When parents can’t work their way out of poverty

A stock image of a man and his daughter at home

A stock image of a man and his daughter at home

A stock image of a man and his daughter at home

As the end of each month approaches and the cupboards become empty, Jack* and his partner wonder how they are going to feed their three children.

They worked full-time, but when their third child was born and they found out she had spina bifida – where the spine and spinal cord don’t form properly – “that changed everything.”

His partner has left her job to become a full-time carer and now receives £63 a week Carer’s Allowance, while Jack works 17 hours a week as a supermarket delivery boy, taking home around £600 a month.

The family also receives about £1,200 a month in Universal Credit, £360 Disability Living Allowance (DLA) and child benefit. But with the cost of everything rising – from fuel to food to energy – they’re finding it a challenge to make ends meet.

Energy costs are a major concern for the family, but the biggest pressure they face comes from rising food prices. “It’s a struggle,” says Jack. “Obviously it comes in very quickly and goes out again because the kids are eating a lot.”

The family has access to free school dinners, which takes some of the pressure off, but at home they still sometimes find it difficult to keep food on the table.

“You do your shopping and they eat it out before you even had a chance and then you get to the end of the month and you think, ‘What are we going to give them?’ says Jack.

The family received a £326 cost-of-living payment in July 2022, but had to spend it on repairing their car, which they need to take their daughter to her hospital and physio appointments 100 miles from where she living.

Most of the disability benefits they receive are spent on fuel getting to and from appointments, Jack says, and their benefit entitlements are limited by the two-child limit, which means they don’t get extra child support for their youngest child.

Prime Minister Rishi Sunak recently suggested that the best way to ensure children don’t grow up in poverty “is to make sure they don’t grow up in an unemployed household” and that job creation is “the best anti-poverty strategy”.

While that might work for some, an analysis of government data by the charity Action for Children estimates that there are up to 440,000 children living in poverty despite their parent(s) already working full-time.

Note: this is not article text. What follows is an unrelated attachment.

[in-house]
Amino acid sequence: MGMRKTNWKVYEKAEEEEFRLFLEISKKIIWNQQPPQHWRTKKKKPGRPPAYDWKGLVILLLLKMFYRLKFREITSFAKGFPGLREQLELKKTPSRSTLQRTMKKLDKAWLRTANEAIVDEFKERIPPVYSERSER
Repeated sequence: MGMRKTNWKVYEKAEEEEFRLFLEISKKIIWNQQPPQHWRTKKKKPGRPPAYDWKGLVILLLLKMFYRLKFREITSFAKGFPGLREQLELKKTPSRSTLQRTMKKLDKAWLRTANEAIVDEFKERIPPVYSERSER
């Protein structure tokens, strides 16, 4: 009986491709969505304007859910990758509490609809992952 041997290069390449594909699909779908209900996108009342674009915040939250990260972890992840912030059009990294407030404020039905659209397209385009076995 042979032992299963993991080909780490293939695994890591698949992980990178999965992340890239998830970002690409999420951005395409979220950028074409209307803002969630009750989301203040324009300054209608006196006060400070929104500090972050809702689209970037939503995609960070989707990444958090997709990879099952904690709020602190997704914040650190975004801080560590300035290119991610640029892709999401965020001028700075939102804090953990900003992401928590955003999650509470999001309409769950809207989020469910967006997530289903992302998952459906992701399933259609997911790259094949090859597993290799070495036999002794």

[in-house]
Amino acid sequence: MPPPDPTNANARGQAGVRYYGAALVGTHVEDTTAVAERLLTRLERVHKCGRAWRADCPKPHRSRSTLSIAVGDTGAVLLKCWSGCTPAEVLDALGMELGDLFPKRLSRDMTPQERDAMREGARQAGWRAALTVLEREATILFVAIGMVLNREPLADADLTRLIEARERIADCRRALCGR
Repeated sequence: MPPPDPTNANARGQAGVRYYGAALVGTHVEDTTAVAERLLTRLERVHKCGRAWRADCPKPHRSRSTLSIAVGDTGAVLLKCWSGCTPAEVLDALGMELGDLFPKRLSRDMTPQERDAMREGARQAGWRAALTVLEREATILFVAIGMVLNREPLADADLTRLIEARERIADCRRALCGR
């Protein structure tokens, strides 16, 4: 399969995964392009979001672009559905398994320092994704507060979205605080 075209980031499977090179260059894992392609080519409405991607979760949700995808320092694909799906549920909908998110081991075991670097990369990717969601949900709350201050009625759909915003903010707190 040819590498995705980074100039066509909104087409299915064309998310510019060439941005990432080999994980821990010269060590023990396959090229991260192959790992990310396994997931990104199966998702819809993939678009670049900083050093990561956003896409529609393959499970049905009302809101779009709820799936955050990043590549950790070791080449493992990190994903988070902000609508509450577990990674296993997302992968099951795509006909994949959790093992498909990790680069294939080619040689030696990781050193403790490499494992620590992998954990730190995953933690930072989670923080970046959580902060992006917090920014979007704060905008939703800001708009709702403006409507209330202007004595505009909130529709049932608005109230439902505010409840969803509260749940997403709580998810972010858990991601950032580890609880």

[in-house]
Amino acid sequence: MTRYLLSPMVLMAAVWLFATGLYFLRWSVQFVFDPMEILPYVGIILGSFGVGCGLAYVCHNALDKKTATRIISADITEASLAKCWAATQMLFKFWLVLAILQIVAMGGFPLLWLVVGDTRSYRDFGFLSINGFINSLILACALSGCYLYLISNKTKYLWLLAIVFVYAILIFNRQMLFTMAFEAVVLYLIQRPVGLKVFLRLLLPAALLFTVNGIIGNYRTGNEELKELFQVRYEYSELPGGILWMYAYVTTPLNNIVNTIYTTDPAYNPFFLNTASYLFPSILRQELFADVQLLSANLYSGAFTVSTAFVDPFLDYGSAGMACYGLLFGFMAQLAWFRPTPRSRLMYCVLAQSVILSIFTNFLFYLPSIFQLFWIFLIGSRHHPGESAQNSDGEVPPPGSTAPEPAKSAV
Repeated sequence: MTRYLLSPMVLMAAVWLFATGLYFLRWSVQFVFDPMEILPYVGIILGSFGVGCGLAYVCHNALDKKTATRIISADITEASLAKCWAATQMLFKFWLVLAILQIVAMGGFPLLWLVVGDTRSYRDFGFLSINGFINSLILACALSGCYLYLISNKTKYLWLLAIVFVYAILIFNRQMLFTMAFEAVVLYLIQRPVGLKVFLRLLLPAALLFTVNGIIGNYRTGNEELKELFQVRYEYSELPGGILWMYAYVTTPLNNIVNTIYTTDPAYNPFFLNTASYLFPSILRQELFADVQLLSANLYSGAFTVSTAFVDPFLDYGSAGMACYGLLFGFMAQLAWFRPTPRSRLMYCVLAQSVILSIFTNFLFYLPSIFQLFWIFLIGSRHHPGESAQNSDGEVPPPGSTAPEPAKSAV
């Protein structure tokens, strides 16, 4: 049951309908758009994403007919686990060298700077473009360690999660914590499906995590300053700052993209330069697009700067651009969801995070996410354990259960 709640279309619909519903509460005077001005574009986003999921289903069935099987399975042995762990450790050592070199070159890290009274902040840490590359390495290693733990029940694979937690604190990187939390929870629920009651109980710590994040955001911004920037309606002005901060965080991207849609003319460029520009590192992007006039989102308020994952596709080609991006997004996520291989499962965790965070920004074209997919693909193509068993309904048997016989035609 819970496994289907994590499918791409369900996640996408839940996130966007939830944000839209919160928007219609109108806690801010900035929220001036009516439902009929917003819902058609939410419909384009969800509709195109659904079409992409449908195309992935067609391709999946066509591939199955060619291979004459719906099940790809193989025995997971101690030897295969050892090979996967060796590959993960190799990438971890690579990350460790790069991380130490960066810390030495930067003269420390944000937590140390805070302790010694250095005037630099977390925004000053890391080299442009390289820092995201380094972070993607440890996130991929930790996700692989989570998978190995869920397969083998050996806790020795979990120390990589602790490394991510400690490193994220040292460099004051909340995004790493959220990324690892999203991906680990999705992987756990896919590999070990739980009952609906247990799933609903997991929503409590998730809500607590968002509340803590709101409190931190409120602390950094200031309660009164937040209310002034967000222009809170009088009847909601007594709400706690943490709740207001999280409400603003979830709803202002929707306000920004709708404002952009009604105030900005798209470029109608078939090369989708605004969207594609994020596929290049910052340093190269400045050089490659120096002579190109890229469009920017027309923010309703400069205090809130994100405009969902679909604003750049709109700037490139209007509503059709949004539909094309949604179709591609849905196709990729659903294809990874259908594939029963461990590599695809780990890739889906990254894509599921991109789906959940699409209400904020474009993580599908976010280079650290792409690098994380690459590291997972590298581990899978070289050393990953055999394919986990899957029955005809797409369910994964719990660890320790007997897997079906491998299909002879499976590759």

In addition, single-parent families, families with young children under the age of two, and people with disabled children and/or parents are most likely to experience barriers to entry into employment, the study found.

And many children living in poverty live in families that experience more than one barrier to work, meaning that parents have even less chance of improving their situation simply by getting a job.

The charity is proposing to increase the Child Element of Universal Credit by at least £15 a week and abolishing the Benefit Cap could lift nearly 320,000 children out of poverty.

The benefit limit is a limit on the total amount of benefits that people can receive. Single parents with children and couples with children cannot receive more than £1,666.67 a month in benefits if they live outside London. While those in London can receive up to £1,916.67 in benefits every month.

Removing the benefit cap would help raise the incomes of those still living in poverty so that their experience of it is less severe, Action for Children suggested.

Both reforms combined would cost the government an estimated £4bn a year.

Action for Children’s Director of Policy and Campaigns, Imran Hussain, said: “To improve the lives and life chances of all children, we need to be honest about why so many are growing up in poverty and adversity. And we have to confront the myth that anyone living in poverty can just work their way out of it.

“Our findings show that when it comes to supporting families in financial distress, work is simply not the panacea it is often presented. We need more realism and less rhetoric from government in how we talk about the relationship between poverty and work.

“And we need a social safety net that ensures families can meet their essential costs and that reconnects a family’s needs with the support available to them.”

Earlier this year, the Joseph Rowntree Foundation proposed an increase in universal credit of £20 per week, which was handed out during the height of the pandemic, to reduce poverty among larger families and young children. Unfortunately, the scheme was canceled in October 2021.

According to JRF research, about 7.2 million people are forgoing meals, showers and heating, and 4.7 million people are behind on their bills this winter.

A government spokesperson told HuffPost UK: “We know the best way out of poverty is through good work, better skills and higher wages, and our network of Jobcentres continues to help millions, including parents, access flexible jobs and better paying jobs. functions through work progress support.

“The latest figures show 200,000 fewer children living in absolute poverty, excluding housing costs, compared to 2019/20 and we are supporting millions of vulnerable families with direct living costs, on top of the 10.1% increase in benefits in April.”

*Jack’s name has been changed to protect anonymity.


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